These authors sought to determine whether prior ipsilateral shoulder arthroscopy is associated with an increased risk of postoperative infection following shoulder arthroplasty.
They identified patients who underwent shoulder arthroplasty, including hemiarthroplasty (HA), total shoulder arthroplasty (TSA), or reverse shoulder arthroplasty (RSA).
A total of 9,362 Medicare patients and 17,716 private-payer patients were included in the study.
Of these, 486 (5.2%) Medicare patients and 685 (3.9%) private-payer patients underwent prior arthroscopy.
In the Medicare database, prior arthroscopy was also associated with a post-arthroplasty infection rate of 3.9% as compared to 1.9% in the control group (OR 22 1.96, 95% CI 1.20 – 3.22, p = 0.003).
In the private insurance cohort, prior shoulder arthroscopy was associated with a post-arthroplasty infection rate of 2.9% as 23 compared to 1.4% in the control group (OR: 1.85, 95% CI 1.13 – 3.03, p = 0.005).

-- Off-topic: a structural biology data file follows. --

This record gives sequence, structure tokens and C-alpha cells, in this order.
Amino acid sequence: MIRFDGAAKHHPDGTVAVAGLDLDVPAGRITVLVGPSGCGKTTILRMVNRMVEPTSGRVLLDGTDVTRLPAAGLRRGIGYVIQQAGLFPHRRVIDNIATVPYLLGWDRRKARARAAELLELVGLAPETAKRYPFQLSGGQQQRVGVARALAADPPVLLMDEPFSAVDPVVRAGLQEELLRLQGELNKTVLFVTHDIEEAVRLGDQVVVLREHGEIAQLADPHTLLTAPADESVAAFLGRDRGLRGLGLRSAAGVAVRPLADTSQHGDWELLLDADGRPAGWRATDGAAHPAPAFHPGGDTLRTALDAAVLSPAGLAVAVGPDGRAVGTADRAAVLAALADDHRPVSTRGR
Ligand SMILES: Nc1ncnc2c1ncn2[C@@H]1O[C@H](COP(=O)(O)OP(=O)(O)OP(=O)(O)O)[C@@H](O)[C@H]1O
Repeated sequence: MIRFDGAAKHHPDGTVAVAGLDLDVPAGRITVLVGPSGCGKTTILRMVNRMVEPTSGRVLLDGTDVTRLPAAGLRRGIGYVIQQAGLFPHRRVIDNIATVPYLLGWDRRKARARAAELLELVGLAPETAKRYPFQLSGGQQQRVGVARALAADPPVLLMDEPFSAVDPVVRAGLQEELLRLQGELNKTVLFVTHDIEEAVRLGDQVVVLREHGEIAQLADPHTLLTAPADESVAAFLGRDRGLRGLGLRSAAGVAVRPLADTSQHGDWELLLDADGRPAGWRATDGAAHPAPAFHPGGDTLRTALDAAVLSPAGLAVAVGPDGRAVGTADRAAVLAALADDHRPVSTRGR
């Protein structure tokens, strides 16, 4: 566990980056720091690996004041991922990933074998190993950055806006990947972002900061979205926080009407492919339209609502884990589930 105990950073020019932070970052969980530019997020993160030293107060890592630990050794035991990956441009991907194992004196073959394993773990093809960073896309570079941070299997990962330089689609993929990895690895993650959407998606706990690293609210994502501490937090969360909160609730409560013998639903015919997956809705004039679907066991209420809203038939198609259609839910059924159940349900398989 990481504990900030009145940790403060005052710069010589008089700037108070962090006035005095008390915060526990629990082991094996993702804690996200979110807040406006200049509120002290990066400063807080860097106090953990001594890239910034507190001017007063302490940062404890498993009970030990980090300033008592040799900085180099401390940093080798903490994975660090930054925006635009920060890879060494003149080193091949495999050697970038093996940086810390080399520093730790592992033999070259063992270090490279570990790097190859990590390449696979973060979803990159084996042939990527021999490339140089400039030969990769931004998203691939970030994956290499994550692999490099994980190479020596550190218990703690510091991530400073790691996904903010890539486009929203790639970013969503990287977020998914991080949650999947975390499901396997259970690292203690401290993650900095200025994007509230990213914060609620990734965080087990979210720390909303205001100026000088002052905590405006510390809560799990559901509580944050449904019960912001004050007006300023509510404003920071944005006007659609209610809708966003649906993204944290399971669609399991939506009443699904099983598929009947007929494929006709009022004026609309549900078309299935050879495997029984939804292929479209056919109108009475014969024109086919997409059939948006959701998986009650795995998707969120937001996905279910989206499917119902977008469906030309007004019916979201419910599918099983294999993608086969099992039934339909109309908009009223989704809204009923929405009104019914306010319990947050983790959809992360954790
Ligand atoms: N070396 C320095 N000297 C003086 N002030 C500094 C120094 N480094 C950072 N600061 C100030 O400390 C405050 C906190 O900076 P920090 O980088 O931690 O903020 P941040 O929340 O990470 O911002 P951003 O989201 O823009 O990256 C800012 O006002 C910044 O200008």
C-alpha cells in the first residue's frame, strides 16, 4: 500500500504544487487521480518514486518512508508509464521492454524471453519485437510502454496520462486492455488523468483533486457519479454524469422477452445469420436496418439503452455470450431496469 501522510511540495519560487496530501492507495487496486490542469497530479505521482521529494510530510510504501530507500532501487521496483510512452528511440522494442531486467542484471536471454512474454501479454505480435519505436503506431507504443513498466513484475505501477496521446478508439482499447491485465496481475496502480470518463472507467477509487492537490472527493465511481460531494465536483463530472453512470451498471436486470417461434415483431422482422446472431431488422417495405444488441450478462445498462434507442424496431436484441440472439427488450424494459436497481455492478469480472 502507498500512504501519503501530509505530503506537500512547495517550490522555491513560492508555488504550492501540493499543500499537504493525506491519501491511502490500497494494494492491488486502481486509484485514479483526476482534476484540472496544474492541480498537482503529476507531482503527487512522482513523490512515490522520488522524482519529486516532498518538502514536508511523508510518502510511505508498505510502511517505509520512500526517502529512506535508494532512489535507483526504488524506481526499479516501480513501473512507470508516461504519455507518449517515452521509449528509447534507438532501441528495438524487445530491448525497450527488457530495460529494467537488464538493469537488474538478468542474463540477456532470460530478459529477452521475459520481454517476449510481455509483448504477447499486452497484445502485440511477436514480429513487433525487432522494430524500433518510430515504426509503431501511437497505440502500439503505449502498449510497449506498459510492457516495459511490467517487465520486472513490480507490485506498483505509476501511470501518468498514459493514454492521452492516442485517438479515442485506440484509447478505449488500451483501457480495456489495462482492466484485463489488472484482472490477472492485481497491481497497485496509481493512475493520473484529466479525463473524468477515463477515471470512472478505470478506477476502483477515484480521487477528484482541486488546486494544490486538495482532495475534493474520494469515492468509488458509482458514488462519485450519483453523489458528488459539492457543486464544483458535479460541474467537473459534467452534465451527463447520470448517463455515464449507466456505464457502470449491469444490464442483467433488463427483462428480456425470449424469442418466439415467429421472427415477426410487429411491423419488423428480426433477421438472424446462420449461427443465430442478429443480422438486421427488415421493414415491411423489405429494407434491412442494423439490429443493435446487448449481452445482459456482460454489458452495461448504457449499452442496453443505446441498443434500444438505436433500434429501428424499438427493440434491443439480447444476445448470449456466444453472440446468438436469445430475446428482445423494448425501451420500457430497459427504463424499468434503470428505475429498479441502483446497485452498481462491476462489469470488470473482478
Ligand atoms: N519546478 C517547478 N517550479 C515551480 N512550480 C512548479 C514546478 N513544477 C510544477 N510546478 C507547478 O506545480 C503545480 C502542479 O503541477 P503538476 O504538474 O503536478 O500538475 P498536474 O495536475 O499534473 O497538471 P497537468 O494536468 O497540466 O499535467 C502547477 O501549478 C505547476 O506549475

They concluded that shoulder arthroscopy performed within two years before shoulder arthroplasty is associated with a higher infection rate in the first year after shoulder arthroplasty.
Comment: In this analysis, prior arthroscopy more than doubled the rate of periprosthetic joint infection (PJI). The value of arthroscopy (benefit/risk) for glenohumeral arthritis is not known.
Unfortunately, data were not presented on the type of bacteria causing the PJIs. This is important because a high percentage of shoulder PJIs are caused by Cutibacterium and the presence of a Cutibacterium PJI may not become evident until >1 year after surgery.
Evidence is now available that enables surgeons to identify patients at increased risk for PJI. Prior arthroscopy is one of those.
In patients at increased risk, increased efforts at prophylaxis can be considered: preoperative ceftriaxone and vancomycin, Betadine washes, topical antibiotics and perhaps a short course of postoperative oral antibiotics.
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